To Believe or Not To Believe, That is the Question

Christians often insist that those who chose not to believe something are still choosing to believe in something.  In response to such assertions, Atheists point out that not believing in the tooth fairy is not the same as believing in the tooth fairy.  In truth, the claim by Christians is not as black and white as Christians so often reduce the world to be, nor is it always as simple as the Atheist's reply.

First - If an Atheist chooses not to believe in God, witches, the idea that human beings are "fallen" and "sinful" from birth, that homosexuals are a threat to sexual sanctity and family values everywhere, or that white people constitute a master race because Noah cursed Ham rather than take responsibility for his (Noah's) own drunken nakedness,  it is because the Atheist understands that humanity is not in anyway "improved" by such beliefs; most of which are so obviously rooted in nothing but fear anyway.

Second - The Christian insists, on the other hand, that only by seeing humanity as the miserable sinners the Bible describes us all to be, apriori, can we hope to be saved through the "grace" of a God who first choose to drown almost everyone on the planet, and then later had the Homer Simpson "D'OH!" - "I could'a had a V8" - insight to forgive us all for eating forbidden fruit by masterfully orchestrating the murder of his own son.

That Christians insist such an idea is a philosophically superior starting point for understanding and "saving" humanity from itself (despite how ineffective such an idea has clearly been in doing so up until now) is one of the greatest "mysteries of faith" ever, especially since it is one that has only been around for about two thousand years for the Christian, and a few thousand years or more before that for the Hebrews. This is true, even though humanity has been around for roughly 200,000 years, give or take, and seemed to be evolving along just fine without any such belief. Like the vast majority of religions that preceded Christianity, even Native American tribes thought that adopting such a "belief" seemed not only counterproductive, but rather ridicules.  Indeed, such a belief seemed only to serve the interests of all those who wanted people to believe it.

Yet such an idea asks us, or some instances even requires us, to accept that we are broken and can only be fixed by a particular brand of religious ideology, while all those who see such snake oil spiritualism as simply another cult, wonder how the rest of humanity could have gotten as far as it did without ever having to resort to such a self deprecating belief to begin with.  It also leaves us to wonder if Neanderthals and all the other such early humanoids who lived prior to the advent of our more contemporary religious "beliefs," had "souls" or where simply a kind of human prototype that God was experimenting with before he created the superior being he called "humans," that frustrated him so much with their disobedience that he eventually decide to kill us all.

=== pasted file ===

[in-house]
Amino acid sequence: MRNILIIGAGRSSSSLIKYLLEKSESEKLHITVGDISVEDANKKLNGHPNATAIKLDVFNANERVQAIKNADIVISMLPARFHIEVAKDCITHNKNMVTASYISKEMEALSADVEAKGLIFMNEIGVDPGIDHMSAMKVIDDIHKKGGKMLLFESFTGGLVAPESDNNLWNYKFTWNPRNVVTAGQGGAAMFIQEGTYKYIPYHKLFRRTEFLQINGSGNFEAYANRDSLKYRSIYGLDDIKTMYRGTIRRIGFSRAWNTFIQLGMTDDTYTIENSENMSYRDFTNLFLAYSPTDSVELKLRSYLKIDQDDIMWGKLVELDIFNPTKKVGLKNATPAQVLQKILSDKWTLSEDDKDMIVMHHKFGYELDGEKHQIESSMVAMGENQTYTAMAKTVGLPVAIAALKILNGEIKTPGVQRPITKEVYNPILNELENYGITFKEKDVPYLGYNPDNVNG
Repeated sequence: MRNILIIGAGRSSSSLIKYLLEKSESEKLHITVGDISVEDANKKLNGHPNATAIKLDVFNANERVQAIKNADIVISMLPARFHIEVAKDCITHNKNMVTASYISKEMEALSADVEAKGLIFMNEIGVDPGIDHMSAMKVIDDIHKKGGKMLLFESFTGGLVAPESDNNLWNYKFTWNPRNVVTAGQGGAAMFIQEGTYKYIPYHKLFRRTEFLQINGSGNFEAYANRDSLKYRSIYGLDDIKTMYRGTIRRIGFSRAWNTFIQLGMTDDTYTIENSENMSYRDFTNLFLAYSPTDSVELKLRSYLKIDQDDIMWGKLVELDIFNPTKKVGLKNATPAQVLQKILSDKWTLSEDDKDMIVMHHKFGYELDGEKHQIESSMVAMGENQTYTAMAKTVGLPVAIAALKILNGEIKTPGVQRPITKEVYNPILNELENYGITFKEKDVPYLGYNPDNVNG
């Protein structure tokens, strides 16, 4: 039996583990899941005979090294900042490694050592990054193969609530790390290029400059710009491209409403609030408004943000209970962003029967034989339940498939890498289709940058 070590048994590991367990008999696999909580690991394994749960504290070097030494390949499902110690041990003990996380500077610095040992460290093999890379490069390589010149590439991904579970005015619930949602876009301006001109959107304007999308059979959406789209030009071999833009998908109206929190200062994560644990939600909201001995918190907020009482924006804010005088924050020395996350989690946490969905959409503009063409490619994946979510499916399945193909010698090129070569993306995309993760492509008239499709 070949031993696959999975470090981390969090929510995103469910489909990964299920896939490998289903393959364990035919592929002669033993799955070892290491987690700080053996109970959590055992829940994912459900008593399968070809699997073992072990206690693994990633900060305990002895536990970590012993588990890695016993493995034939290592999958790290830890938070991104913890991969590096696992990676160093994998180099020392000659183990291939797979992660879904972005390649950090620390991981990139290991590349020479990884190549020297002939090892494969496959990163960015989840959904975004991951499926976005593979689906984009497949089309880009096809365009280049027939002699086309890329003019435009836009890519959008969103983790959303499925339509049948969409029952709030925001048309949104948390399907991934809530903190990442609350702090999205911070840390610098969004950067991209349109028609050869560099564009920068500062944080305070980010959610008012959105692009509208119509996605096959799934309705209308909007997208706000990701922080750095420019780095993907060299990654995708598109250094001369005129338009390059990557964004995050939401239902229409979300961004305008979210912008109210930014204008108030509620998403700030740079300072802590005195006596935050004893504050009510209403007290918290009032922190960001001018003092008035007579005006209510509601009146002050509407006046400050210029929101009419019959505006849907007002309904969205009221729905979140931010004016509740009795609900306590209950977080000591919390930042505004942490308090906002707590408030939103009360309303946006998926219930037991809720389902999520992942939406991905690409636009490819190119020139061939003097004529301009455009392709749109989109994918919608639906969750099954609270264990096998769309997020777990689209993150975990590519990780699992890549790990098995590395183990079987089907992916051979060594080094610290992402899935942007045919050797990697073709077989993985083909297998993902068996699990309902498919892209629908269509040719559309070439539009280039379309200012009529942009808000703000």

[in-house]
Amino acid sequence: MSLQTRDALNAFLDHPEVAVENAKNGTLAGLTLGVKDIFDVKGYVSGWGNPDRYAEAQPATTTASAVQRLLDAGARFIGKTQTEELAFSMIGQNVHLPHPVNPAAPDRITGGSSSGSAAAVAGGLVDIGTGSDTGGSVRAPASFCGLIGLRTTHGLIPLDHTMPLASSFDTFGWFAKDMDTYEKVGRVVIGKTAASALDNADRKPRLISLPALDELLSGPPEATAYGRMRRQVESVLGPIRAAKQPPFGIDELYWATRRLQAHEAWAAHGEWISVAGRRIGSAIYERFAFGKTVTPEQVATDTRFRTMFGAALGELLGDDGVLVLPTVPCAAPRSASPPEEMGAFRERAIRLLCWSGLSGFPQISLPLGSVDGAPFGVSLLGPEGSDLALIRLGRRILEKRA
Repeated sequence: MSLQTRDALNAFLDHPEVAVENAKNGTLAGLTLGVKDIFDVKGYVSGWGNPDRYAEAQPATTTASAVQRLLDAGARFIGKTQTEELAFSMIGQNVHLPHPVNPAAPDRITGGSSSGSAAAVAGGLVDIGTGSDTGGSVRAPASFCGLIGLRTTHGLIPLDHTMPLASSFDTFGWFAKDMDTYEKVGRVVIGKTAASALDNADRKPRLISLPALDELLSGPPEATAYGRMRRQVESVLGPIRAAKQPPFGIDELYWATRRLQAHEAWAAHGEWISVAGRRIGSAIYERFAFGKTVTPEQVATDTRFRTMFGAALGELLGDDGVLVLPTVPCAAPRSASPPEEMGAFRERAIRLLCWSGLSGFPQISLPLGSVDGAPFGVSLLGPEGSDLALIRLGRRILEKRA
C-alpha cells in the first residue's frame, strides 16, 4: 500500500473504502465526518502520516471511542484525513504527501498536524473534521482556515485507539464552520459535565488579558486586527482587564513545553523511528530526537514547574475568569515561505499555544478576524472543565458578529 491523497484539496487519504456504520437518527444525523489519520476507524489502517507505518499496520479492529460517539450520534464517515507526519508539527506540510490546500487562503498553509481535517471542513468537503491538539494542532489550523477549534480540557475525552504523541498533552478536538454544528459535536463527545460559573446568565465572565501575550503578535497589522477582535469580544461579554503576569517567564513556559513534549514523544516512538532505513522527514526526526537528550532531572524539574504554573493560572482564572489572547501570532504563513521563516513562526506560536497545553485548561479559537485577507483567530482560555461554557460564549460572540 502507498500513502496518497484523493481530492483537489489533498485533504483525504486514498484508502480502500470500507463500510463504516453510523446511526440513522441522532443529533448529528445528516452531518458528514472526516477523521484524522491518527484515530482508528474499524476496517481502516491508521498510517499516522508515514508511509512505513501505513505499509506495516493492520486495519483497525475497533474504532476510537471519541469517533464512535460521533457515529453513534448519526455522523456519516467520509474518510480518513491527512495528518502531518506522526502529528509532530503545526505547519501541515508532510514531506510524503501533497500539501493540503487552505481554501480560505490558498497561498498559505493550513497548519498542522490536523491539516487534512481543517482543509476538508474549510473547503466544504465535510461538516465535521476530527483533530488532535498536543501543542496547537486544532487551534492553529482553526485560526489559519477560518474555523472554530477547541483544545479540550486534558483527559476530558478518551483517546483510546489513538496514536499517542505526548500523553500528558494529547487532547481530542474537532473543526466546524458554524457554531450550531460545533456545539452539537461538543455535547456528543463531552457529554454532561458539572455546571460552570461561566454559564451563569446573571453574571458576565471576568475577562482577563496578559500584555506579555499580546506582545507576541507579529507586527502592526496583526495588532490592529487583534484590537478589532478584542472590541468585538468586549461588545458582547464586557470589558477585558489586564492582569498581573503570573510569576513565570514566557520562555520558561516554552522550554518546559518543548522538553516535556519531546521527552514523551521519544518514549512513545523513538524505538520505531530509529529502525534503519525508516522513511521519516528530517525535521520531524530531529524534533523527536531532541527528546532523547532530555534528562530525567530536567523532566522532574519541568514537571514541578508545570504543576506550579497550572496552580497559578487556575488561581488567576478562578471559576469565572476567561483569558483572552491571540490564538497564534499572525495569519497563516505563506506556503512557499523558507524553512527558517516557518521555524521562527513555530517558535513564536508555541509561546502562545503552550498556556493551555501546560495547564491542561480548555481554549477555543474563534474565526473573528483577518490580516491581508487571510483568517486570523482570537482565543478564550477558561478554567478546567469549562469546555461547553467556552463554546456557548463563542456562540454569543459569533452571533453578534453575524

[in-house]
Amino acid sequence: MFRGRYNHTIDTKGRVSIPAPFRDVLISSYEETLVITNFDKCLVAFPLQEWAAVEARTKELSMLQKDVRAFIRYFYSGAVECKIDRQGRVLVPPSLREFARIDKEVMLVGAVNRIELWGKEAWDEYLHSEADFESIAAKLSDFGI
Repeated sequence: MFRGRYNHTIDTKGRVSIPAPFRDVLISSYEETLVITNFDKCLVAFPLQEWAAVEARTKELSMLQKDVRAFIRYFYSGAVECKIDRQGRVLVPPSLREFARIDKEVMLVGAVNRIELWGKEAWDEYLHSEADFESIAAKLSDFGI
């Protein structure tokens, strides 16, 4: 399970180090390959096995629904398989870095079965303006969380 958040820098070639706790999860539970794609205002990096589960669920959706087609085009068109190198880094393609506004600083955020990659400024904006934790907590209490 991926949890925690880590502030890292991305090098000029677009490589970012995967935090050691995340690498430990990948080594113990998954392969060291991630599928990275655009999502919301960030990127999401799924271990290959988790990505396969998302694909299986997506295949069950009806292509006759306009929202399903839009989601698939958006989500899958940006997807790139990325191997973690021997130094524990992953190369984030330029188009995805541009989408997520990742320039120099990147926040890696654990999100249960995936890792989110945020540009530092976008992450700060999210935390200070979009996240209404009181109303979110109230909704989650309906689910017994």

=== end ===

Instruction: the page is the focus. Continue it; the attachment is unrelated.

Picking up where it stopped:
Third - The Atheist does assert a "belief" when they reject a belief in God, but the "belief" the Atheist is asserting is not that there is no God (as Christians often mistakenly argue), for not believing in something is simply not the same as believing in something, even though the father of modern psychology, William James, brother of writer Henry James, argued that the two ideas were virtually indistinguishable to our minds nevertheless.

What James may well have overlooked, however, is that it is not necessarily the denial of a belief that he observes to be no different from the acceptance of a belief, but that the denial of one belief - in say God, for example - may be accompanied by another belief that often, but not always, takes the place of , say, a belief in God. Those who explain the existence of the universe through the organic process of the Big Bang, for example, may simultaneously "believe" what science suggests, even as they reject the idea that God was the Big Banger who started it all - with a bang!

The error of the Christian, however, is to assume that some other belief must always fill the void left by the absence of a belief in God! Yet this is clearly not the case. For a person can reject both the idea of God and the idea of a Godless "Big Bang," and hold only to their idea that they do not honestly know - or even care - where it all came from, how, or why.  That such a person may still "believe" that people derive no benefit from "believing" in a Bible, or that everyone including homosexuals are "sinners" apriori, may still be a "belief," as the Christians love to assert, but the onus is still on the Christian to explain how, or even why, it is ever better for humanity to believe such nonsense in the first place; especially when such beliefs have clearly come to humanity so late in the game of our evolutionary development. And if Malthus was right about the dangers of overpopulation, then perhaps what humanity needs right now is not less homosexuality, but more. 




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